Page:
The PLOS Neuroscience Community will be returning for a third year to the Society for Neuroscience conference, to be held November 12-16, in San Diego, CA. We’re thrilled to introduce our phenomenal team of students, postdocs and faculty who will be live-tweeting and blogging the meeting. Read on to meet the contributors and learn about the fascinating neuroscience, outreach issues and social events they’re planning to cover.
Emilie Reas (@etreas): I’m a postdoctoral fellow at UC San Diego and editor for the PLOS Neuroscience Community. I’m fascinated by how the brain creates and retrieves memories, and how neural changes during aging and disease cause the loss of memory and other cognitive functions. Outside of lab, I love to indulge in long runs, travel and writing. Follow me at #SfN16 where I’ll be tweeting and blogging about memory, aging and beyond!
Elena Blanco-Suárez: I am a postdoc in the Salk Institute in the molecular neurobiology lab of Nicola Allen. I study novel astrocyte-secreted factors that are involved in synaptic plasticity in the developing brain. I use in vitro and in vivo techniques to dissect the mechanisms of these newly discovered factors. I will be blogging my favorite sessions from #SfN16.
Nipun Chopra (@NipunChopra7): I am about to defend my PhD dissertation at IU School of Medicine. My research examines the microRNA regulation of proteins implicated in the pathogenesis of Alzheimer’s disease.
Kurt Fraser (@Kurt_Fraser) is a second year graduate student in biopsychology at The Johns Hopkins University where he works with Dr. Patricia Janak. His research interests lie in understanding individual differences in motivation and how dopamine functions within the amygdala complex during reward-related learning. At #SfN16 he’ll be tweeting all things reward, motivation, addiction, dopamine, and recent advances in understanding the link between neural circuits and behavior.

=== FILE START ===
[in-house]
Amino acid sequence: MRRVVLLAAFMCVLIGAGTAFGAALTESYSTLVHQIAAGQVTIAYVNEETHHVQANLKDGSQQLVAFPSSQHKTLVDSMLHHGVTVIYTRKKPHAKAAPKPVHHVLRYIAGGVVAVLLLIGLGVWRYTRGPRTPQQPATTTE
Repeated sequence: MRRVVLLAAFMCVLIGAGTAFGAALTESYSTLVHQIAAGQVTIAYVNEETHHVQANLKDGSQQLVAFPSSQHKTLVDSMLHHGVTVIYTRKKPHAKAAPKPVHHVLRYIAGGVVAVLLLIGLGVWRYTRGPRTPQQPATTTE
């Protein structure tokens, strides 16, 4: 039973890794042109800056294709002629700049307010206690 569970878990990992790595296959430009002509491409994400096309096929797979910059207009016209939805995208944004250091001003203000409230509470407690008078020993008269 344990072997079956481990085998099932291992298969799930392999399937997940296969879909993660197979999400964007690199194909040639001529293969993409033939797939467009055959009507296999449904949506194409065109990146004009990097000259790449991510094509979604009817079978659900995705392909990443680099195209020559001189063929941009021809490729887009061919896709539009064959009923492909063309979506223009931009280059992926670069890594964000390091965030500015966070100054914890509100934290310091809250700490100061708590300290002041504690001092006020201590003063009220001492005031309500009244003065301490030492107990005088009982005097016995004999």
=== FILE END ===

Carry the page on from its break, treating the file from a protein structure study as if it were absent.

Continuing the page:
Tanuj Gulati (@tanuj_gulati): I am a postdoctoral fellow at UC San Francisco. I am working in the areas of procedural learning, especially its sleep-related processing. Skill learning is a special case, as unlike the memory of a fact/ episode, it takes time and practice to assimilate. And it is also sub served by different neural structures (e.g. striatum, cerebellum). In my work, I have used brain-machine interfaces (BMIs) as a proxy for skill learning. Modern systems neuroscience approaches of high-density electrophysiological recordings, and causal neural manipulations are making it possible to elucidate the neural basis of procedural learning and I will be covering this area at #SfN16. Additionally, I will also cover research on memory functions of sleep, as well as novel neurotechnology geared towards movement disorders.
Anahita Hamidi is currently a PhD Candidate in the UC Davis Neuroscience program. She works with mouse models to study the neural basis of memory formation and retrieval. In addition to research, she is an active freelance science writer and maintains a blog at: www.genetic-expressions.com. She is also a core team member of NeuroEditor – an initiative aimed at improving the way neuroscience is communicated both within and outside of academia. She is committed to open and clear communication of science for all. Also, she can’t seem to stop asking questions and drinking coffee.
Patricia Izbicki: I am a second-year neuroscience doctoral student at Iowa State University As a classical pianist and harpsichordist, I have experienced the physical and psychological effects of music. However, the neural mechanisms, clinical implications, and educational benefits of these effects have not been completely determined. My main research interest is to understand more about the effects of music on the brain and nervous system along with the clinical and educational implications.